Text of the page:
Homes evacuated in Ware County
WAYCROSS (AP) — A wildfire burning out of control in southeast Georgia a few miles west of Waycross has raced across nearly 8 square miles in less than a day, forcing some rural residents to evacuate.
Jonathan Daniel, emergency management director for Ware County, said Thursday about 75 homes were evacuated overnight. He says residents of about 25 homes have been unable to return because the flames are still too close.
Georgia Forestry Commission spokesman Eric Mosley says firefighters worked through the night after the fire ignited Wednesday, but they've been unable to contain any part of the blaze. He says the fire is burning mostly in timberland about 5 miles west of Waycross.
Drought has extended Georgia's wildfire season. Officials say more than 530 fires have started statewide since June 1.
SAVANNAH — Southeast Georgians kept a wary eye on wildfires spreading throughout the region Wednesday after different fires in neighboring counties destroyed a family's mobile home, burned a barn and prompted a short-lived evacuation of about 50 homes east of the Okefenokee Swamp.
It's been more than six weeks since lightning ignited a blaze in the swamp that's burned more than 300 square miles. But residents in surrounding communities hadn't been directly threatened by that fire, or others burning near the Okefenokee's perimeter, until this week.
"It's close enough to make everybody pretty nervous," said John Meyer, emergency management director for Charlton County. "We're doing a lot of praying, that's for sure."
Sheriff's deputies had ordered about 50 homes in northern Charlton County to evacuate Tuesday night as flames from the 12-square-mile Race Pond fire at the Okefenokee's northeastern edge flared up and spread over an additional 2,000 acres, or 3 square miles. Meyer said all residents were allowed to return Wednesday but an emergency shelter would remain open in case they had to leave again.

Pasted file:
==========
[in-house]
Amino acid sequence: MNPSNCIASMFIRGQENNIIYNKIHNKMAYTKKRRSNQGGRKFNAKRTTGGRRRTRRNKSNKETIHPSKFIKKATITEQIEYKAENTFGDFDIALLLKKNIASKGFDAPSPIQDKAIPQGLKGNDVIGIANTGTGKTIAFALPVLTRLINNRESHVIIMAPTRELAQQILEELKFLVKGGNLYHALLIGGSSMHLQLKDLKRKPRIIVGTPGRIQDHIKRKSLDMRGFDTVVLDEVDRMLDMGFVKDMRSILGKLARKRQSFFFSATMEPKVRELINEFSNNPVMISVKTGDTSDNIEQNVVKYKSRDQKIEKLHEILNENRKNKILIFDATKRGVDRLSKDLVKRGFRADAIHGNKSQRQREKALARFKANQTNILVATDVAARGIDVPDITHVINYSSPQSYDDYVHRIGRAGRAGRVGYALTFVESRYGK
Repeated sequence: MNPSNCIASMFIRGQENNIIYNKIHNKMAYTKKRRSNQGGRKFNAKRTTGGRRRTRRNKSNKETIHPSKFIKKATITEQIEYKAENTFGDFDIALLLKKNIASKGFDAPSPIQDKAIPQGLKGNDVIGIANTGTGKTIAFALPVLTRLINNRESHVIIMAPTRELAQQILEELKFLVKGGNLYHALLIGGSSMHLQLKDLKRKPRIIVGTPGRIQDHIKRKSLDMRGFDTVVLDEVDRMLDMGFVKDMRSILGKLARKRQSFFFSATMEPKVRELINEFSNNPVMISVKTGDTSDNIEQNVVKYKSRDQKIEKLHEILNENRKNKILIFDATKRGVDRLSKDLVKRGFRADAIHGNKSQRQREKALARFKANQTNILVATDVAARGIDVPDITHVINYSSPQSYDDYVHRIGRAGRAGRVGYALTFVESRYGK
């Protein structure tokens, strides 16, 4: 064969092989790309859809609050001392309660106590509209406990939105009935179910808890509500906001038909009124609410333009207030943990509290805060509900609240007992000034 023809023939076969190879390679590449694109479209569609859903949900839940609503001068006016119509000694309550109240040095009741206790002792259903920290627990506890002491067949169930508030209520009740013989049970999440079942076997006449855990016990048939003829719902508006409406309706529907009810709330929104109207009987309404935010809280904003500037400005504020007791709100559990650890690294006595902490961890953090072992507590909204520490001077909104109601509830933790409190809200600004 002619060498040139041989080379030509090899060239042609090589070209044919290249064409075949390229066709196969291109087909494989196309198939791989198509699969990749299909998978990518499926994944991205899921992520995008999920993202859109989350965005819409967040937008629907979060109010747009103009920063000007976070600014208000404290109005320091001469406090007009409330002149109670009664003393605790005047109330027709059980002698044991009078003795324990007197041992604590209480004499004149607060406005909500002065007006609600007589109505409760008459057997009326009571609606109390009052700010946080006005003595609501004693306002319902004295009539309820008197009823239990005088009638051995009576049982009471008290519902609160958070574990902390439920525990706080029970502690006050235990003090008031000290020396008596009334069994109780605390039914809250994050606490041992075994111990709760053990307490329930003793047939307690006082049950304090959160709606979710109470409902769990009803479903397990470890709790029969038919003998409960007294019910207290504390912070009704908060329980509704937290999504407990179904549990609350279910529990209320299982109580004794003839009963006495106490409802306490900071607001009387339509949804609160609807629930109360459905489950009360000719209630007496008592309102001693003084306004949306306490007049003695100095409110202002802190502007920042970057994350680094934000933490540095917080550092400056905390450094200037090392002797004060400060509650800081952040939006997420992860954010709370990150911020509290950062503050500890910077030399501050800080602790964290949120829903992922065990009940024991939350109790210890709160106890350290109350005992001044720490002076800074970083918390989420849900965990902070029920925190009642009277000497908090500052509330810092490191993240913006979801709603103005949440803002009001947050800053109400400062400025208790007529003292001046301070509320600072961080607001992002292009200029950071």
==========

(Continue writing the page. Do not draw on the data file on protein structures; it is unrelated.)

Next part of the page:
A fire that broke out in neighboring Camden County spread over a square mile and destroyed two mobile homes late Tuesday. Georgia Forestry Commission spokesman Eric Mosley said only one of the homes had people living in it, and they got out safely ahead of the fire.
As crews worked to contain that blaze, a new fire kindled Wednesday north of the swamp in Ware County. Mosley said that wildfire burned down a barn as it quickly spread across about 300 acres — less than half a square mile — located about 5 miles west of Waycross. A few rural homes were nearby, he said, but were not imminently threatened.
"It's not heavily populated," Mosley said. "It's mostly a lot of timberland out there."
He said firefighters with bulldozers and hoses hoped to contain the Ware County fire overnight by taking advantage of lighter winds and higher humidity.
Drought conditions have left southeast Georgia's forests and swamps dry as tinder, making for an unusually high 8,500 fires statewide in the past year. Officials say scattered thunderstorms forecast through the week are largely to blame for sparking new fires and fanning existing ones.
"These afternoon thundershowers are coming in and not creating much rain but quite a bit of wind and lightning, so they've been working against us," Mosley said. "We don't see any relief in sight for the near future."
The largest fires have burned more than 300 square miles since late April inside the vast Okefenokee National Wildlife Refuge at the Georgia-Florida line. Fire inside the Okefenokee is actually beneficial because it keeps the swamp from becoming overgrown.
But on Tuesday the massive Honey Prairie fire, started by lightning April 30, and the smaller Paxton Road fire, burning to the north for about a week, merged along the swamp's eastern boundary into a single blaze. The vast fire also escaped containment lines at the swamp's edge and ignited another 2,000 acres.
Alexis Brooks, a spokeswoman for the federal crew fighting the fire in the swamp, said firefighters were using bulldozers to try to contain the portion of the fire beyond the swamp's boundary. Those flames were about 10 miles southwest of Folkston, the nearest city, but only about a mile from a small number of homes just outside the swamp, Brooks said.
"That area is definitely a priority for us and we're working on moving as many resources into that area as we possibly can," Brooks said.